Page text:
As the summer heat burns through the middle of July, those football geeks like us know that there are only a few more weeks left of the painfully long offseason before training camps open all over the league. The AFC South has as many star players as any division in football, but who are the guys who make a difference that nobody talks about?
5. Zac Diles, OLB, Houston Texans
Better known as the Houston Texans “other linebacker” who stands next to DeMeco Ryans and across from Brian Cushing, the former seventh-round draft pick from Kansas State has earned a starting job on the talented Texans defense. Diles is always solid but sometimes unspectacular and always makes the plays in front of him. Although his 2009 statline of 61 tackles, two forced fumbles and one pass defensed isn’t going to have people calling for a Pro Bowl snub, Diles was more than solid even if he went largely unnoticed. Diles will have to take his game to an even higher level this year as the team will be without the services of linebacker Brian Cushing for the first four games of the season due to suspension.
4. Tony Brown, DT, Tennessee Titans
Nobody expected Tony Brown to make Titans fans forget about losing Albert Haynesworth prior to the 2009 season, but Brown did his best to anchor a very young defensive line that was in transition. At 6’3”, 290 lbs., Brown isn’t the run-stuffing mammoth as his former teammate was in Nashville, but Tony Brown is a disruptive, quick tackle who can get pressure “up the gut” which will bother opposing quarterbacks. With questionable talent around him last season, Brown faced numerous double-teams and still managed to rack up 38 tackles, five sacks and three forced fumbles.
3. Clint Session, OLB, Indianapolis Colts
When you think about the Indianapolis Colts, Peyton Manning and their lethal passing attack immediately come to mind. Then you move over to the defensive side of the football and quickly realize that it was the defense that helped them win their second AFC Title in four years as no team in the playoffs allowed fewer points per game. The players that get most of the publicity on defense are the great ends, Dwight Freeney and Robert Mathis, but just one level behind them stands Clint Session. The former fourth-round pick from Pittsburgh was a tackling machine last season as he tallied 100 stops while defending five passes, intercepting two of which while returning one of those for a touchdown and forcing one fumble. Session played at a Pro Bowl level for the entire 2009 season and he was one of the main reasons that the Colts defense stayed strong despite suffering a myriad of injuries.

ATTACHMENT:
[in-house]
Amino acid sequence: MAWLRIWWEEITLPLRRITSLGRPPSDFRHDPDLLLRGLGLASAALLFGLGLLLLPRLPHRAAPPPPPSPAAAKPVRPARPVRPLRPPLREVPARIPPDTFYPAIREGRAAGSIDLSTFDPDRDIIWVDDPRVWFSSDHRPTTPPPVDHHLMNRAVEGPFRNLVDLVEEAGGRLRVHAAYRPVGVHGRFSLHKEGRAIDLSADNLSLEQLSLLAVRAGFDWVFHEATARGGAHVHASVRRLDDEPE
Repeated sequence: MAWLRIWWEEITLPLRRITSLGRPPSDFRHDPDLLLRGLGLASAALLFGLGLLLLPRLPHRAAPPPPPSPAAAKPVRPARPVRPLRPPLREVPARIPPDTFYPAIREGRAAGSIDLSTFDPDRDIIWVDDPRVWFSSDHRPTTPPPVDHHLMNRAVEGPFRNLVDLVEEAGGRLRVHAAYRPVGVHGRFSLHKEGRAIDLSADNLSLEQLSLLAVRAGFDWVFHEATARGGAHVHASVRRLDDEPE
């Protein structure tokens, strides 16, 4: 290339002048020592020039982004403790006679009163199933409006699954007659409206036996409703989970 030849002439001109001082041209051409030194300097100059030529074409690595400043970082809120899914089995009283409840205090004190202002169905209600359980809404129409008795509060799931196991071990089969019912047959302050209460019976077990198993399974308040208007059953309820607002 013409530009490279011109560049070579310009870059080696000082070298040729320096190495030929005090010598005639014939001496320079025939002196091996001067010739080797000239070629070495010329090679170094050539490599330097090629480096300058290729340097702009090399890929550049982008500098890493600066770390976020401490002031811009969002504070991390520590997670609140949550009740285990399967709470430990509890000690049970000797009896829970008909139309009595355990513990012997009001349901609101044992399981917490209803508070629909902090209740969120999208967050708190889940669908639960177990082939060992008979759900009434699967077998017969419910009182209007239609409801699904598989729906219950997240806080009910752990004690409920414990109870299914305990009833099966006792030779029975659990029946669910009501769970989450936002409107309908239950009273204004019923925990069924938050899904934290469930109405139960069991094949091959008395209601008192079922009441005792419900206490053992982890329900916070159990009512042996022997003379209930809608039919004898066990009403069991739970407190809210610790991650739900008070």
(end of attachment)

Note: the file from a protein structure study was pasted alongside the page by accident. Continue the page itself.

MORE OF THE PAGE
2. Marcedes Lewis, TE, Jacksonville Jaguars
When the Jaguars drafted Marcedes Lewis in the first round of the 2006 draft, few thought that he would become the best blocking tight end in football in his first few seasons. Lewis has done just that and he’s one of the big reasons why most fantasy football geeks will be selecting Lewis’ college and pro teammate Maurice Jones-Drew high in the first round of their drafts. Aside from being a punishing blocker, Lewis has improved his pass catching ability greatly as he led all NFL tight ends with a 16.2 yards per catch average in 2009. Lewis will not put up Antonio Gates or Tony Gonzalez numbers, mainly due to the lack of talent around him at the quarterback position, but he will continue to make big catches and clear room for Maurice Jones-Drew to do end zone dances.
1. Antoine Bethea, S, Indianapolis Colts
It’s tough to make the top of an underrated list right after earning a trip to the Pro Bowl, but it’s truly amazing that most fans around the league have no idea how good Antoine Bethea is and how much he means to the Indianapolis Colts. Bethea may live in the shadow of the hard-hitting Bob Sanders, but many can argue that Bethea means much more to the team as he’s been able to stay on the field for the majority of his four-year career, unlike Sanders who has missed 37 of the team’s last 64 regular season games. Bethea, a former sixth-round pick from Howard University, began his Indianapolis career backing up Bob Sanders at the strong safety position before moving to free safety where he can display his sideline to sideline ball-hawking abilities. Bethea has compiled 196 tackles over the last two seasons to go along with his 22 career passes defensed and 11 career interceptions.